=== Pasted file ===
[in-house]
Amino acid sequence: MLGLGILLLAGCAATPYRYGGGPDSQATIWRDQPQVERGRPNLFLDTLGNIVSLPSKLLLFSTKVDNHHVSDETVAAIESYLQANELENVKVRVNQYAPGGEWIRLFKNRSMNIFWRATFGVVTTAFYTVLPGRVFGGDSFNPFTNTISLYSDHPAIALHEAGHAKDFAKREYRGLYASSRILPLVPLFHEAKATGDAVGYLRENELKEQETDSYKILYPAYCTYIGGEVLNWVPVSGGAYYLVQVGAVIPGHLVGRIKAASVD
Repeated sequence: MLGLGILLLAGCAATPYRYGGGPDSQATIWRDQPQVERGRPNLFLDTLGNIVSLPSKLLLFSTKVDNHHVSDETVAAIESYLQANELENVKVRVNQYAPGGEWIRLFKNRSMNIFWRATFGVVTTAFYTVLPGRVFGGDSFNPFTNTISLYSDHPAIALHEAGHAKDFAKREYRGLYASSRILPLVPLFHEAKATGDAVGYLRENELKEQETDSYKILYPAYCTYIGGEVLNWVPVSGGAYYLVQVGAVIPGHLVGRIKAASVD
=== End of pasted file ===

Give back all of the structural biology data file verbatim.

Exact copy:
[in-house]
Amino acid sequence: MLGLGILLLAGCAATPYRYGGGPDSQATIWRDQPQVERGRPNLFLDTLGNIVSLPSKLLLFSTKVDNHHVSDETVAAIESYLQANELENVKVRVNQYAPGGEWIRLFKNRSMNIFWRATFGVVTTAFYTVLPGRVFGGDSFNPFTNTISLYSDHPAIALHEAGHAKDFAKREYRGLYASSRILPLVPLFHEAKATGDAVGYLRENELKEQETDSYKILYPAYCTYIGGEVLNWVPVSGGAYYLVQVGAVIPGHLVGRIKAASVD
Repeated sequence: MLGLGILLLAGCAATPYRYGGGPDSQATIWRDQPQVERGRPNLFLDTLGNIVSLPSKLLLFSTKVDNHHVSDETVAAIESYLQANELENVKVRVNQYAPGGEWIRLFKNRSMNIFWRATFGVVTTAFYTVLPGRVFGGDSFNPFTNTISLYSDHPAIALHEAGHAKDFAKREYRGLYASSRILPLVPLFHEAKATGDAVGYLRENELKEQETDSYKILYPAYCTYIGGEVLNWVPVSGGAYYLVQVGAVIPGHLVGRIKAASVD